In short, yes, you should purchase an extended warranty for your RV. Purchasing an extended warranty will provide your RV with coverage once its original warranty expires. Furthermore, purchasing a warranty will significantly reduce the cost of repairs if anything happens. Repairs for an RV are extremely expensive, and depending on what needs to be repaired, the labor alone can cost over a thousand dollars.
You need to know that some states exclude RVs from the protection of lemon laws. Lemon laws cover defects or conditions that substantially impair vehicles and other purchased goods' use, value, or safety. While the original warranty offered by a manufacturer will cover initial defects to the engine, roof, housing, and other mechanical parts of your RV, it will not cover faulty appliances. This type of coverage will usually transfer to extended warranties. However, you can find or negotiate warranties to cover appliances, but this can be difficult.
When Should I Purchase an Extended Warranty for My RV?
The best time to purchase an extended warranty is right before or right after your original warranty expires. For example, if you purchased a used RV from its previous owner, you should get an extended warranty before you do any repairs. Furthermore, it would be best to always have a warranty for your RV before you take it out for a camping trip or vacation.
Most original warranties will not transfer to your name when purchasing a used RV. However, a few companies like Winnebago allow the original warranty to transfer to your name if you provide proof of purchase.
If you just purchased a new RV from a dealership, you should not purchase an extended warranty just yet. Doing so will only cost extra money and provide nothing of benefit because most original warranties will cover nearly everything for the first few years of ownership. Instead, only consider purchasing an extended RV right before or just after your original warranty expires.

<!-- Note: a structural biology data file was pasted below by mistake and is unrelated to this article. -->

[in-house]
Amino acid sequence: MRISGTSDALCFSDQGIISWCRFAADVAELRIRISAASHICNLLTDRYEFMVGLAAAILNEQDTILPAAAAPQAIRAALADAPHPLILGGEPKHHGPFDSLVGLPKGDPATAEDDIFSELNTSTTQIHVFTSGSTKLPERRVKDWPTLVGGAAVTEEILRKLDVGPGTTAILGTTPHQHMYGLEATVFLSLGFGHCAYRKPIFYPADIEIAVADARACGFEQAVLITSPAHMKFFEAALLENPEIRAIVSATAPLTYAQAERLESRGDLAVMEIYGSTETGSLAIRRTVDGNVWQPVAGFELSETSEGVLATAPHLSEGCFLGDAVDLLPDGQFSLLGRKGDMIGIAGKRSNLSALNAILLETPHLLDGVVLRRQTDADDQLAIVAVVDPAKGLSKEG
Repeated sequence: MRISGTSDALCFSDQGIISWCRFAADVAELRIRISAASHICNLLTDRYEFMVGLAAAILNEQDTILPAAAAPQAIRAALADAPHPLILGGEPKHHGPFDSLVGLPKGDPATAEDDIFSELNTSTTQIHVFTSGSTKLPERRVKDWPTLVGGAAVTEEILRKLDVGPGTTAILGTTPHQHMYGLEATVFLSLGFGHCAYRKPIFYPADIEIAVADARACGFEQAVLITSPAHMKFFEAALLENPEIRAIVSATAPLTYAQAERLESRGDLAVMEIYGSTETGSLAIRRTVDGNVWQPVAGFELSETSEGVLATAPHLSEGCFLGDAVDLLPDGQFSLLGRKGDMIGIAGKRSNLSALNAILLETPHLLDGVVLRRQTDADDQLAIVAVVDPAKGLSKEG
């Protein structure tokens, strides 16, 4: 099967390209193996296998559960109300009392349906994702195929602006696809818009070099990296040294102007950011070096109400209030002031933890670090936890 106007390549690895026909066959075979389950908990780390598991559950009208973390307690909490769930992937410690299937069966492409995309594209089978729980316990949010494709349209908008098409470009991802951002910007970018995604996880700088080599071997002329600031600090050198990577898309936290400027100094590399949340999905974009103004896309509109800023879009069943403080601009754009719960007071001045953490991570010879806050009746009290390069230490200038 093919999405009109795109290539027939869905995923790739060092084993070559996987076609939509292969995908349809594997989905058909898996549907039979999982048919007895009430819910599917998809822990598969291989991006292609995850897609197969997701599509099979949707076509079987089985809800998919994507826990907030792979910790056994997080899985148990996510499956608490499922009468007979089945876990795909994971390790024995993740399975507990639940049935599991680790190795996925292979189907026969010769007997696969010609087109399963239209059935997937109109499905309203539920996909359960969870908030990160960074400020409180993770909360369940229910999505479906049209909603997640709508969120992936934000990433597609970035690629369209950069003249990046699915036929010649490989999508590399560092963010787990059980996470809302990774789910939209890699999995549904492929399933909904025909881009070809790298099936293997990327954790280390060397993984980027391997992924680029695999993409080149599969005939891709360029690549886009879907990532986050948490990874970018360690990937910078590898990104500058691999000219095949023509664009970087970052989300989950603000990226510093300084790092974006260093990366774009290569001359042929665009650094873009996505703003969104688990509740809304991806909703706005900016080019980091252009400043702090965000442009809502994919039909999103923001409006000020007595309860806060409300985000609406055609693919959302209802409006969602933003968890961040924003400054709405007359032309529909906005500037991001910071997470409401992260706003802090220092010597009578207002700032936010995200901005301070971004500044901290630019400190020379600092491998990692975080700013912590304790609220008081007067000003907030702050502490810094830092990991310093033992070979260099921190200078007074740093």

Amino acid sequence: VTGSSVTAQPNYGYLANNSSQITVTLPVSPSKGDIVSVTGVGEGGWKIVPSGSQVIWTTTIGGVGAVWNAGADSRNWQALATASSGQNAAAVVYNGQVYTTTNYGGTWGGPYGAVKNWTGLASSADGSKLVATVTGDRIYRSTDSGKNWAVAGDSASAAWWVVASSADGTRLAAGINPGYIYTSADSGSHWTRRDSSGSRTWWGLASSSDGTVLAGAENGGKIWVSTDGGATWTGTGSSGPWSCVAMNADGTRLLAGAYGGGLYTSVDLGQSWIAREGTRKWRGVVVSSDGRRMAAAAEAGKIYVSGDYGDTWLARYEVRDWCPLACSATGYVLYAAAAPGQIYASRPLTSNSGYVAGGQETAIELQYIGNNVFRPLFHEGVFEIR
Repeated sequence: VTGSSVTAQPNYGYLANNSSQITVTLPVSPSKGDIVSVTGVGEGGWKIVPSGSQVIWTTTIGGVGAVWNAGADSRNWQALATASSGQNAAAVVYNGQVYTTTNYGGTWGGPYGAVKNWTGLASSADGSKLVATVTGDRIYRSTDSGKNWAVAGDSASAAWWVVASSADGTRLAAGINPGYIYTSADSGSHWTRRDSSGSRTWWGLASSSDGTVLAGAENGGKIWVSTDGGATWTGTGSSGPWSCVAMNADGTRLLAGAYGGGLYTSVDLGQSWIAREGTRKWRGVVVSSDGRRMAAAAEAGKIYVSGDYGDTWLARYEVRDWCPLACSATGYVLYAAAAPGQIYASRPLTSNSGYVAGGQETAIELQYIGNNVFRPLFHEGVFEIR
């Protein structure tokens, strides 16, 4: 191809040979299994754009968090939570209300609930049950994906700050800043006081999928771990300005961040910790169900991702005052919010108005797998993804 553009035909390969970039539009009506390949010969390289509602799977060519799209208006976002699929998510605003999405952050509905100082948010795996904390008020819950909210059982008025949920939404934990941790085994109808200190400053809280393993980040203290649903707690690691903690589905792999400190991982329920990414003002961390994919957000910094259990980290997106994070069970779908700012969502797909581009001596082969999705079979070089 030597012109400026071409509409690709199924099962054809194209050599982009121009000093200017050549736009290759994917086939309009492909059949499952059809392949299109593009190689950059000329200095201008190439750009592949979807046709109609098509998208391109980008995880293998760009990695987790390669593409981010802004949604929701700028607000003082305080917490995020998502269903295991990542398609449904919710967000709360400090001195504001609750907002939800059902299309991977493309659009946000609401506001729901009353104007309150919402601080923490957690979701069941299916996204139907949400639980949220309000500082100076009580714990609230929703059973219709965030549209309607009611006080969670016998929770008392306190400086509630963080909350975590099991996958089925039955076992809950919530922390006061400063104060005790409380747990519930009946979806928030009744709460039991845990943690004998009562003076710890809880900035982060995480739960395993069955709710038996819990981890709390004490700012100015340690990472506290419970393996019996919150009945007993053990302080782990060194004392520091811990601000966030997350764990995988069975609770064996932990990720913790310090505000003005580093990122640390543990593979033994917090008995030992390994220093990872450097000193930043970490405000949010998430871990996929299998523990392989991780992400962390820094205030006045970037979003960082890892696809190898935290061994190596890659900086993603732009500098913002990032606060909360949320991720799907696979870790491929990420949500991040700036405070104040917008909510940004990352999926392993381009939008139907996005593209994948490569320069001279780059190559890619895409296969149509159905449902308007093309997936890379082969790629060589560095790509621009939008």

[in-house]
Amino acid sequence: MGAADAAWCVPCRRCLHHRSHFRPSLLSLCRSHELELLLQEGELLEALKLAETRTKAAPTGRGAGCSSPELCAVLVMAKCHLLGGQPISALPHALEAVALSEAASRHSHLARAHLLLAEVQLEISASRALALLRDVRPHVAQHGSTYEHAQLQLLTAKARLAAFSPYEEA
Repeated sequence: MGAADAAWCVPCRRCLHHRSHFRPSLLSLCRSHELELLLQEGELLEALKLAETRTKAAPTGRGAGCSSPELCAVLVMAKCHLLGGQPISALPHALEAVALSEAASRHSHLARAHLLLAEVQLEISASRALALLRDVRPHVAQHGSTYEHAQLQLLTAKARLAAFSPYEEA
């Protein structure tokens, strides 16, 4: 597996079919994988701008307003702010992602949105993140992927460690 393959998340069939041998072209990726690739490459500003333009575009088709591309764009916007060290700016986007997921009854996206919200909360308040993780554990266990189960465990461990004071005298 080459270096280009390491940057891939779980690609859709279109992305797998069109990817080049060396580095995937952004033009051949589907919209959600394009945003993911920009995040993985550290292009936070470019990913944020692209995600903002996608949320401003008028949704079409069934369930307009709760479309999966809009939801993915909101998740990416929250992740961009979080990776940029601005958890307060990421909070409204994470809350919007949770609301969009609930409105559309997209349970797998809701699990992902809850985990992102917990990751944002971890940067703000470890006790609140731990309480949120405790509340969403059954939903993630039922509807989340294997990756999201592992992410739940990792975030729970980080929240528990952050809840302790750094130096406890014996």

What About Lifetime Warranties?
For RVs, this type of warranty is called Warranty Forever and will provide lifetime coverage. Furthermore, this type of warranty requires that you submit and make yearly repairs on certain parts of your RV. What's more, this type of coverage can be offered for new and used RVs, depending on the dealership you purchase from.
In order for your RV to keep its lifetime warranty, you are contractually required to meet specific maintenance requirements every year for your RV. Furthermore, you must submit paperwork that proves you have completed maintenance. For example, most lifetime warranties require you to do maintenance on the following items.
The roof and sealant
The axle hub and its lubricant
Clean and maintain the control compartments
Ensure that the gas lines do not have any leaks
Ensure that the water heater is in working order and flush the tank